Public policy ideas can be good or bad, strong or weak, and they can be highly valuable or not actually offer much to society. The differences come from the ideas, but also from the way people perceive those ideas and what they feel the creators of the ideas can do for them. If an idea has merit, it moves forward and gains support. However, even some ideas that do have merit do not move forward or get the support they need because they are not seen as valuable enough to the right sectors of society. Helping people is part of what public policy does, but there is not time or money to help everyone who actually needs it. While unfortunate, that is the way of the world. The best public policy ideas are those that address the largest number of people and provide them with the highest degree of help or assistance. Public policies that do not offer that kind of support often fall by the wayside, or they are changed and adjusted at a later date because they are not successful.
With the strengths and limitations of various public policy ideas, there are many ways in which they can move forward to the point of being enacted. Once the policies are part of the law of the community, they can be repealed or changed if they are not found to be effective. This occurs with some policies, because they do not provide the level of care of a specific group of citizens that was anticipated when they were created. For these policies, the strengths were overestimated and the weaknesses did not come out properly until the policies were already enacted and in use. Trial and error is not the best choice for public policy, but sometimes it is necessary in order to ensure that the policies are as concise and appropriate as possible. This is why new ideas are always being addressed for public policy, so that important changes can be made as needed.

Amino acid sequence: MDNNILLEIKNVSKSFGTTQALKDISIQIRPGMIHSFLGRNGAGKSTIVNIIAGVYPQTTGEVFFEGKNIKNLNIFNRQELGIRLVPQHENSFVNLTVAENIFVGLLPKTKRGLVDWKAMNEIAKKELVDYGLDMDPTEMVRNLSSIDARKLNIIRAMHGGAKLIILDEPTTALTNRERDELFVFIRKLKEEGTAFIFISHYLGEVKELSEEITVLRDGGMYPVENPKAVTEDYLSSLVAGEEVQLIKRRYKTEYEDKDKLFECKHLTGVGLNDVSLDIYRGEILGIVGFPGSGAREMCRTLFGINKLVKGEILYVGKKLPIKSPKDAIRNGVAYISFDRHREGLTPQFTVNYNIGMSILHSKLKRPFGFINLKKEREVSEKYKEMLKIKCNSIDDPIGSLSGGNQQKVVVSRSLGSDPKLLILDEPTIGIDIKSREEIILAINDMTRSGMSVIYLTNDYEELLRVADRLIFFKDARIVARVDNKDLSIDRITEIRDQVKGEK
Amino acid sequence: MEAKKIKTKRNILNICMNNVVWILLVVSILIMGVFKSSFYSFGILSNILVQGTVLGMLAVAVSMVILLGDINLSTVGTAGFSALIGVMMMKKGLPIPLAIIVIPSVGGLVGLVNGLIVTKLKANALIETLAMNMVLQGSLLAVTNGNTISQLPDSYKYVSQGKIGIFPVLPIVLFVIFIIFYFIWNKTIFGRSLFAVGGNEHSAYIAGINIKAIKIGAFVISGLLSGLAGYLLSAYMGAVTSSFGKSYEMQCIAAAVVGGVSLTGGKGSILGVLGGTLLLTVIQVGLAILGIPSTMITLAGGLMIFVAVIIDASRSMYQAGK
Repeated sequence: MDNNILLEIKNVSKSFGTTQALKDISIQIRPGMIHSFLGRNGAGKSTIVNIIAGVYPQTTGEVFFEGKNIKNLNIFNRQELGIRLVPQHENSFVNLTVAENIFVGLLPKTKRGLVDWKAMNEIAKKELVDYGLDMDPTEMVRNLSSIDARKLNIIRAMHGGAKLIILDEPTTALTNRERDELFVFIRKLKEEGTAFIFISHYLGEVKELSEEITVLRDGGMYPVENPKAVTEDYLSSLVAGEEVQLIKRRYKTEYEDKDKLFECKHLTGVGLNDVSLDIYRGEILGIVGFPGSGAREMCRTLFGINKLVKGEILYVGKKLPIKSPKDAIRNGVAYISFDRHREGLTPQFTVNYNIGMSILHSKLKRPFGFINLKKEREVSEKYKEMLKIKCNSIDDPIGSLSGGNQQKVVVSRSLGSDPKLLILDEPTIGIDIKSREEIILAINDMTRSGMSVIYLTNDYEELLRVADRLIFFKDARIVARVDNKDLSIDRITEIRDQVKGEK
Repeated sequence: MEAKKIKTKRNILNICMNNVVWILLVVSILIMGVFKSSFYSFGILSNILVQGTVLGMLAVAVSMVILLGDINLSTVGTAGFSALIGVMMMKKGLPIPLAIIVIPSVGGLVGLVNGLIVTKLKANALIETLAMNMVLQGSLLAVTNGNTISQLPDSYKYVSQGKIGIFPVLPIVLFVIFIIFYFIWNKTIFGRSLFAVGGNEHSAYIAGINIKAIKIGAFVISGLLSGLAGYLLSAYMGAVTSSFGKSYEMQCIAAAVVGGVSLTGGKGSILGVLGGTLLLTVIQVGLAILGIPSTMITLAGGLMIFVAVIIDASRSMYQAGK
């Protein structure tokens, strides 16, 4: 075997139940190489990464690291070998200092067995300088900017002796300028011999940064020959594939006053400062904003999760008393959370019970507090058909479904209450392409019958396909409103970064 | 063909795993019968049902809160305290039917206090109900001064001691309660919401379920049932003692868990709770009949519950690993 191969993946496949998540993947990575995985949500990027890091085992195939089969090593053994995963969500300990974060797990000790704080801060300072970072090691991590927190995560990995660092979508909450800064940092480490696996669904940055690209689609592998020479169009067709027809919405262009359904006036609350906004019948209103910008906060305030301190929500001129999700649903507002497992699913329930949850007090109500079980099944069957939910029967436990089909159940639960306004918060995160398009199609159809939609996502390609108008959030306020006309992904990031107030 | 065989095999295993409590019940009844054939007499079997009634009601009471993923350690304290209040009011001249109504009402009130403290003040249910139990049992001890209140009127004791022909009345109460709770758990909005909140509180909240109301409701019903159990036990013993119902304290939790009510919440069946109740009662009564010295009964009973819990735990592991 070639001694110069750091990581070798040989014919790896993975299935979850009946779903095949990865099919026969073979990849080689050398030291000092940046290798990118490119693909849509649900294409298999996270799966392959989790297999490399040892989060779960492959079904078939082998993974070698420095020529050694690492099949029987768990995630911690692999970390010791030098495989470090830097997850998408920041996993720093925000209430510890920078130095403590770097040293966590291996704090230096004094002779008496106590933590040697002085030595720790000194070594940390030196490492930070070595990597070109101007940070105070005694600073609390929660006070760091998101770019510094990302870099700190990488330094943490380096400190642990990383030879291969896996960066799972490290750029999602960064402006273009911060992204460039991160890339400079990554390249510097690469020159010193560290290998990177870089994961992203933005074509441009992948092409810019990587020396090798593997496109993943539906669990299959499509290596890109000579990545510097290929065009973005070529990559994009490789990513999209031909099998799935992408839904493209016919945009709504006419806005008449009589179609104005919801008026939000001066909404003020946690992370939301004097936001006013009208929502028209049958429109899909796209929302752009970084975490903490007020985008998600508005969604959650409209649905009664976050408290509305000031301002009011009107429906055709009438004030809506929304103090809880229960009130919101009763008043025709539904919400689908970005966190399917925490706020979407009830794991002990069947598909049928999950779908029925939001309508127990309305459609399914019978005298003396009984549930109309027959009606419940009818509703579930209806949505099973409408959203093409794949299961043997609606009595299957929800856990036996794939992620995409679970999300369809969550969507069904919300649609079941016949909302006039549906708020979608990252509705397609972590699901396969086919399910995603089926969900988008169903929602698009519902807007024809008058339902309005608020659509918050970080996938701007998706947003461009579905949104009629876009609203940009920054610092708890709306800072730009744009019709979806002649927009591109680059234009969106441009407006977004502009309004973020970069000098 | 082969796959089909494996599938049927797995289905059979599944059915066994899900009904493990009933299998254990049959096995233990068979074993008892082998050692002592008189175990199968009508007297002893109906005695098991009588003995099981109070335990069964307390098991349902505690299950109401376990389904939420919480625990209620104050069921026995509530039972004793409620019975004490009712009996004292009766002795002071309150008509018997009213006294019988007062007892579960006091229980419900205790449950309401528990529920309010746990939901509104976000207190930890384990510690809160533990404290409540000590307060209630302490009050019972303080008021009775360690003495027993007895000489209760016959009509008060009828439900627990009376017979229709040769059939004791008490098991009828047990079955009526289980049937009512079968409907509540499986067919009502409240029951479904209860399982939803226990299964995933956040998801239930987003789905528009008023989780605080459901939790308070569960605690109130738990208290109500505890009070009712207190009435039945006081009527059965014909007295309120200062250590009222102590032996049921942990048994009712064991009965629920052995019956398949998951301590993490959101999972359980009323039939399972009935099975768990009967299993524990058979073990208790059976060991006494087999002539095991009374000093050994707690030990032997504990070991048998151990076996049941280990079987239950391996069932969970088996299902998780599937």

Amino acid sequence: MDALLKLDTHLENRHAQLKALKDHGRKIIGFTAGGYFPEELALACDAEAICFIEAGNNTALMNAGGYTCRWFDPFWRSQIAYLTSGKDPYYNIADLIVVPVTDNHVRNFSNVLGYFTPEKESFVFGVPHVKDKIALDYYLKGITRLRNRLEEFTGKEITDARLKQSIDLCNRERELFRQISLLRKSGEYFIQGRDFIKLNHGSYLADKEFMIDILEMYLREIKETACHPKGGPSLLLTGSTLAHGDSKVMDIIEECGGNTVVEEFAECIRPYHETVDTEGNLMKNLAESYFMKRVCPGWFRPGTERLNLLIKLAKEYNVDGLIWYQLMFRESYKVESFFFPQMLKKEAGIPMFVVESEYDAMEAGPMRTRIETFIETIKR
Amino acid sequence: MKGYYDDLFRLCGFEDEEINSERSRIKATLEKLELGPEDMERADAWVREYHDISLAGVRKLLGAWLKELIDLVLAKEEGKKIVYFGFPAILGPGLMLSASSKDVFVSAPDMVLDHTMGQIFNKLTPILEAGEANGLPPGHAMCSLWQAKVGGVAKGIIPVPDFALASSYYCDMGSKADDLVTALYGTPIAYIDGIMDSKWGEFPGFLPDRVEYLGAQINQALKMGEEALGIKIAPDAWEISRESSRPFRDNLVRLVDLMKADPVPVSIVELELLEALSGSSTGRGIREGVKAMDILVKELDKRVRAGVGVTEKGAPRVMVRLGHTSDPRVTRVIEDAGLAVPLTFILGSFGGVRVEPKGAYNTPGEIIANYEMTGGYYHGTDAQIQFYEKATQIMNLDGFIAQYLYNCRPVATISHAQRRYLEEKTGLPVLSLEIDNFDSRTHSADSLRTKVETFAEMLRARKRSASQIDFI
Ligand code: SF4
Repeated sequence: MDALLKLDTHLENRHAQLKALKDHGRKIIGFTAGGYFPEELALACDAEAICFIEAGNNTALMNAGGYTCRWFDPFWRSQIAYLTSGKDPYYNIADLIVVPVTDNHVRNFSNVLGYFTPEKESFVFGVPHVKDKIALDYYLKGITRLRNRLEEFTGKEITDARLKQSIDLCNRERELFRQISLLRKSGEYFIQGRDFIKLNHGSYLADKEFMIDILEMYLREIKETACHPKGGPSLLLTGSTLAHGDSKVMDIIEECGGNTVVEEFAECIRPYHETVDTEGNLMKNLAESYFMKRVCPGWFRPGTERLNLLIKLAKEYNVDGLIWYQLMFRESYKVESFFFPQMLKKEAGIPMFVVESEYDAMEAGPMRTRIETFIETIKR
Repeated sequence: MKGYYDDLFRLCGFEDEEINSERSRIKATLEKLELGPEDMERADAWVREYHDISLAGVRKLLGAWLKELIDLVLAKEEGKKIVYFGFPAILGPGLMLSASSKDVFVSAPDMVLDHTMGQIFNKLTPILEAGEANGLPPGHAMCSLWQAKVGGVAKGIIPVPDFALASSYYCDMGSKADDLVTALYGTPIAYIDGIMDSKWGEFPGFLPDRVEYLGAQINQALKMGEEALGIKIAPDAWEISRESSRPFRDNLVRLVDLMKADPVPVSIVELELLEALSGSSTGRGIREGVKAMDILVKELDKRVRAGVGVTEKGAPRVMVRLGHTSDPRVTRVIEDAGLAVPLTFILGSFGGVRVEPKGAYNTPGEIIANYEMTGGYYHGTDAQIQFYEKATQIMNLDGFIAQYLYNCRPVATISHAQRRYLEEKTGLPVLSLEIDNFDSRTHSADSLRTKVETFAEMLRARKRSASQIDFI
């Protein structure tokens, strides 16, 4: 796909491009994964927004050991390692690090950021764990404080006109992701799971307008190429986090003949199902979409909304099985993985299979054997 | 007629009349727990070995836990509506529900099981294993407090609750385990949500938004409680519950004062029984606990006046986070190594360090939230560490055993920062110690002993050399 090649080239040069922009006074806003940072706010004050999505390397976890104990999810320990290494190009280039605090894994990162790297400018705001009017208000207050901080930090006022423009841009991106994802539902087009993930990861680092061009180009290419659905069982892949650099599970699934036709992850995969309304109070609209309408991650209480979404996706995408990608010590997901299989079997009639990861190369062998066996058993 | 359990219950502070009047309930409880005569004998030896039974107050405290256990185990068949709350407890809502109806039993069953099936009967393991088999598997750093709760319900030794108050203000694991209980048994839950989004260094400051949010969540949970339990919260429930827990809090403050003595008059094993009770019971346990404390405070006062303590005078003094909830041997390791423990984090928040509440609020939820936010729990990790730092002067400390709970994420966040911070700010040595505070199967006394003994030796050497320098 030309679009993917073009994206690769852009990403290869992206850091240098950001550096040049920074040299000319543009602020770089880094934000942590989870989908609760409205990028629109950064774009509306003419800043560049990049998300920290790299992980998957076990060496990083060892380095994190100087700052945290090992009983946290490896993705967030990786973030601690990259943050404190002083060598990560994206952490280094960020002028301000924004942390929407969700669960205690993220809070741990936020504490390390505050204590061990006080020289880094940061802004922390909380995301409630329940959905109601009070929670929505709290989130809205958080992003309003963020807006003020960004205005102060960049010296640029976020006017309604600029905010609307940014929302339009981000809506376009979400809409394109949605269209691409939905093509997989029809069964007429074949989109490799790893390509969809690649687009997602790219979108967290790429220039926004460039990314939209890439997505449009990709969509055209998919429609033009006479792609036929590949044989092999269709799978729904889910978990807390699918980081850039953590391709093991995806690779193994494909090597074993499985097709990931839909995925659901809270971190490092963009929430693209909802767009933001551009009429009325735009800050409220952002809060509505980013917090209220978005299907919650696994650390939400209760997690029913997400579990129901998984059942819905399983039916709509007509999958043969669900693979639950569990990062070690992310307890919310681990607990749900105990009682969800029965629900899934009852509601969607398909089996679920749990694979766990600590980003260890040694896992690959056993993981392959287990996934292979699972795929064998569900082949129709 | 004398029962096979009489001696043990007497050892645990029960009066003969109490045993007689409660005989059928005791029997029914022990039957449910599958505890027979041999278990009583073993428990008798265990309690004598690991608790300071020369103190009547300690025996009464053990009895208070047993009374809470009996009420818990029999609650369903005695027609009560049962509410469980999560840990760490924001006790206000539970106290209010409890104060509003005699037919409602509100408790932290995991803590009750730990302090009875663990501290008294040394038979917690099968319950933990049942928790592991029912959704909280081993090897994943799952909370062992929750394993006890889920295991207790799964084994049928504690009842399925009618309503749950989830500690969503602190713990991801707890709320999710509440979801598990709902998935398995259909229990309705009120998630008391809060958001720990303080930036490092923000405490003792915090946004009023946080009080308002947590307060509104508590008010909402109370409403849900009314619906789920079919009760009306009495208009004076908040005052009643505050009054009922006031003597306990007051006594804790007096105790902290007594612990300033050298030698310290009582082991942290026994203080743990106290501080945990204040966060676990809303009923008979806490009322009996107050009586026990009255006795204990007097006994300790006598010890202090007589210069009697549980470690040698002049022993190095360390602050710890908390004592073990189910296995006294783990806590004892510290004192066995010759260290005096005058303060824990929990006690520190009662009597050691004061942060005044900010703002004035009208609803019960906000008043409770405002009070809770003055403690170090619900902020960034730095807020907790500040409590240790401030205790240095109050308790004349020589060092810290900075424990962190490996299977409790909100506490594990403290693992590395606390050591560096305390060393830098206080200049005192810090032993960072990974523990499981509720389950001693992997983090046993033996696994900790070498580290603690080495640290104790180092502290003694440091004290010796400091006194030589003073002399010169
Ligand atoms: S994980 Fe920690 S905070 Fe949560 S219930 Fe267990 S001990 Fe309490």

Audretsch, D.A., Gilbert, B.A., & McDougall, P.P. (2004). The emergence of entrepreneurship policy. Small Business Economics, 22.
Audretsch, D.B., Grilo, I., & Thurik, a.R. (2007). Explaining entrepreneurship and the role of policy: a framework, in: David Audretsch, Isabel Grilo and a. Roy Thurik (eds.), Handbook of Research on Entrepreneurship Policy. New York, NY: Edward Elgar Publishing
Blyth, M. (2002). Great transformations: Economic ideas and institutional change in the twentieth century. New York, NY: Cambridge University Press.
Boix, C. (2003). Democracy and redistribution. New York, NY: Cambridge University Press.
Cohen, N. (2012) Policy entrepreneurs and the design of public policy: Conceptual framework and the case of the National Health Insurance Law in Israel. Journal of Social Research & Policy, 3 (1): 5-26.
Kingdon, J.W. (1994) Agendas, alternatives & public policies. New York, NY: Longman Higher Education.
Losco, Joseph (2010). AmGov. New York, NY: McGraw-Hill.
Newton, K. & Van Deth, J.W. (2005). Foundations of comparative politics. New York, NY: Cambridge University Press.
Schmidt, B.A., Bardes, M.C.,…[continue]